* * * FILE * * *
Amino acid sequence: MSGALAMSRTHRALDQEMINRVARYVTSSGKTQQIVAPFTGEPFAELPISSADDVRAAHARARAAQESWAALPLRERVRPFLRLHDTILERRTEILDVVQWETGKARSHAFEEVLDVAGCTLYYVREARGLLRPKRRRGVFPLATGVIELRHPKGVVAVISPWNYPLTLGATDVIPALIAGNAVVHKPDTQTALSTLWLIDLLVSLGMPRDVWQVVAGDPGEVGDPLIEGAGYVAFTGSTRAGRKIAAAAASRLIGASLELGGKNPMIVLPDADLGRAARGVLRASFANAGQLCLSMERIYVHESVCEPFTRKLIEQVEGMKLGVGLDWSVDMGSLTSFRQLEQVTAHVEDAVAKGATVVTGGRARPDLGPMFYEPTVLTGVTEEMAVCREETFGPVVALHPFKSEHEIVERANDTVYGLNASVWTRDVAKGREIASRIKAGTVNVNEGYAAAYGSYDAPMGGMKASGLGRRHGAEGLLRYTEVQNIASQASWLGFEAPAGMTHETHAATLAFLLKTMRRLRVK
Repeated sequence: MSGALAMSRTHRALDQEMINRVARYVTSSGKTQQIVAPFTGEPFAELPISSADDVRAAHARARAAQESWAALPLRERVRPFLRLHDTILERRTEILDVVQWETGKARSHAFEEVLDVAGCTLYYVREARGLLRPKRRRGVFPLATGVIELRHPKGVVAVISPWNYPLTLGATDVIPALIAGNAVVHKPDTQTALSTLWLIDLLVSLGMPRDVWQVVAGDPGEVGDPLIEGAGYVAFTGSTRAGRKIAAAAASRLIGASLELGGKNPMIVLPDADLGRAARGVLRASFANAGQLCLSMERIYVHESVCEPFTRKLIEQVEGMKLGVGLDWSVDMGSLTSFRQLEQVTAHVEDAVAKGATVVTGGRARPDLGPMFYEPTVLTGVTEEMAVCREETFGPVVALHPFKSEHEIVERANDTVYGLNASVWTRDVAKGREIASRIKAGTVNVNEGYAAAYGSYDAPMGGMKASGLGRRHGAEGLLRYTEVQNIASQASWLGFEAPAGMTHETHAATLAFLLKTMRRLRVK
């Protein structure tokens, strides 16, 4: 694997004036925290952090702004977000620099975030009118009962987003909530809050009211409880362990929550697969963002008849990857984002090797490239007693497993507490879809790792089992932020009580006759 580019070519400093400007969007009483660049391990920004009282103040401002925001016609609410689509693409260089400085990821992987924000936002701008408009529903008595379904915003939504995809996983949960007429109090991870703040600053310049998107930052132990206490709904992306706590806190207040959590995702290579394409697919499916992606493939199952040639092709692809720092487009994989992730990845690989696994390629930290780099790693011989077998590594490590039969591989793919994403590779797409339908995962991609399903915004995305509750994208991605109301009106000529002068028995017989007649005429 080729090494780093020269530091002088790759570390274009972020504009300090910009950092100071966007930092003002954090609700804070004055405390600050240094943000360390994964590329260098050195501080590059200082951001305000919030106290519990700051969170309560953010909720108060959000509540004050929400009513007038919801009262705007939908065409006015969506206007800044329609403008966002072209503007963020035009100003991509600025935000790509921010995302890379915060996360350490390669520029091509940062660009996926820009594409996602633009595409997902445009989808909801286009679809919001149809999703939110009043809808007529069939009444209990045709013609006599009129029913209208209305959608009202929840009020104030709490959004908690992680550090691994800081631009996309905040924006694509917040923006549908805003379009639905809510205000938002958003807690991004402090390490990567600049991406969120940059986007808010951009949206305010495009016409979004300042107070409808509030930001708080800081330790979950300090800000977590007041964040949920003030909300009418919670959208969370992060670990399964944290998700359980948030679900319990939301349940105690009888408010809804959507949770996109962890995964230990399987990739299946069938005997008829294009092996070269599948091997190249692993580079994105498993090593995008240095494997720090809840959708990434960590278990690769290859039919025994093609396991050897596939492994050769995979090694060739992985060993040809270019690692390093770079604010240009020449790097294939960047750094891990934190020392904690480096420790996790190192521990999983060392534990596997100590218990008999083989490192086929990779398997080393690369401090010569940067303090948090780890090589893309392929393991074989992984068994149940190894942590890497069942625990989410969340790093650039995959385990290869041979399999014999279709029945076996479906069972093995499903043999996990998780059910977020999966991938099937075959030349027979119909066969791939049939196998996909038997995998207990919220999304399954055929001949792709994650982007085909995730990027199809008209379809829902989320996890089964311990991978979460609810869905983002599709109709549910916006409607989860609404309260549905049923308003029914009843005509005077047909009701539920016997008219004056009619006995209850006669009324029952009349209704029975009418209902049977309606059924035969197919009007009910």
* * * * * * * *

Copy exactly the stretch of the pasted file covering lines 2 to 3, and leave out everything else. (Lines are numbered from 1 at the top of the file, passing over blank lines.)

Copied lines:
Repeated sequence: MSGALAMSRTHRALDQEMINRVARYVTSSGKTQQIVAPFTGEPFAELPISSADDVRAAHARARAAQESWAALPLRERVRPFLRLHDTILERRTEILDVVQWETGKARSHAFEEVLDVAGCTLYYVREARGLLRPKRRRGVFPLATGVIELRHPKGVVAVISPWNYPLTLGATDVIPALIAGNAVVHKPDTQTALSTLWLIDLLVSLGMPRDVWQVVAGDPGEVGDPLIEGAGYVAFTGSTRAGRKIAAAAASRLIGASLELGGKNPMIVLPDADLGRAARGVLRASFANAGQLCLSMERIYVHESVCEPFTRKLIEQVEGMKLGVGLDWSVDMGSLTSFRQLEQVTAHVEDAVAKGATVVTGGRARPDLGPMFYEPTVLTGVTEEMAVCREETFGPVVALHPFKSEHEIVERANDTVYGLNASVWTRDVAKGREIASRIKAGTVNVNEGYAAAYGSYDAPMGGMKASGLGRRHGAEGLLRYTEVQNIASQASWLGFEAPAGMTHETHAATLAFLLKTMRRLRVK
């Protein structure tokens, strides 16, 4: 694997004036925290952090702004977000620099975030009118009962987003909530809050009211409880362990929550697969963002008849990857984002090797490239007693497993507490879809790792089992932020009580006759 580019070519400093400007969007009483660049391990920004009282103040401002925001016609609410689509693409260089400085990821992987924000936002701008408009529903008595379904915003939504995809996983949960007429109090991870703040600053310049998107930052132990206490709904992306706590806190207040959590995702290579394409697919499916992606493939199952040639092709692809720092487009994989992730990845690989696994390629930290780099790693011989077998590594490590039969591989793919994403590779797409339908995962991609399903915004995305509750994208991605109301009106000529002068028995017989007649005429 080729090494780093020269530091002088790759570390274009972020504009300090910009950092100071966007930092003002954090609700804070004055405390600050240094943000360390994964590329260098050195501080590059200082951001305000919030106290519990700051969170309560953010909720108060959000509540004050929400009513007038919801009262705007939908065409006015969506206007800044329609403008966002072209503007963020035009100003991509600025935000790509921010995302890379915060996360350490390669520029091509940062660009996926820009594409996602633009595409997902445009989808909801286009679809919001149809999703939110009043809808007529069939009444209990045709013609006599009129029913209208209305959608009202929840009020104030709490959004908690992680550090691994800081631009996309905040924006694509917040923006549908805003379009639905809510205000938002958003807690991004402090390490990567600049991406969120940059986007808010951009949206305010495009016409979004300042107070409808509030930001708080800081330790979950300090800000977590007041964040949920003030909300009418919670959208969370992060670990399964944290998700359980948030679900319990939301349940105690009888408010809804959507949770996109962890995964230990399987990739299946069938005997008829294009092996070269599948091997190249692993580079994105498993090593995008240095494997720090809840959708990434960590278990690769290859039919025994093609396991050897596939492994050769995979090694060739992985060993040809270019690692390093770079604010240009020449790097294939960047750094891990934190020392904690480096420790996790190192521990999983060392534990596997100590218990008999083989490192086929990779398997080393690369401090010569940067303090948090780890090589893309392929393991074989992984068994149940190894942590890497069942625990989410969340790093650039995959385990290869041979399999014999279709029945076996479906069972093995499903043999996990998780059910977020999966991938099937075959030349027979119909066969791939049939196998996909038997995998207990919220999304399954055929001949792709994650982007085909995730990027199809008209379809829902989320996890089964311990991978979460609810869905983002599709109709549910916006409607989860609404309260549905049923308003029914009843005509005077047909009701539920016997008219004056009619006995209850006669009324029952009349209704029975009418209902049977309606059924035969197919009007009910």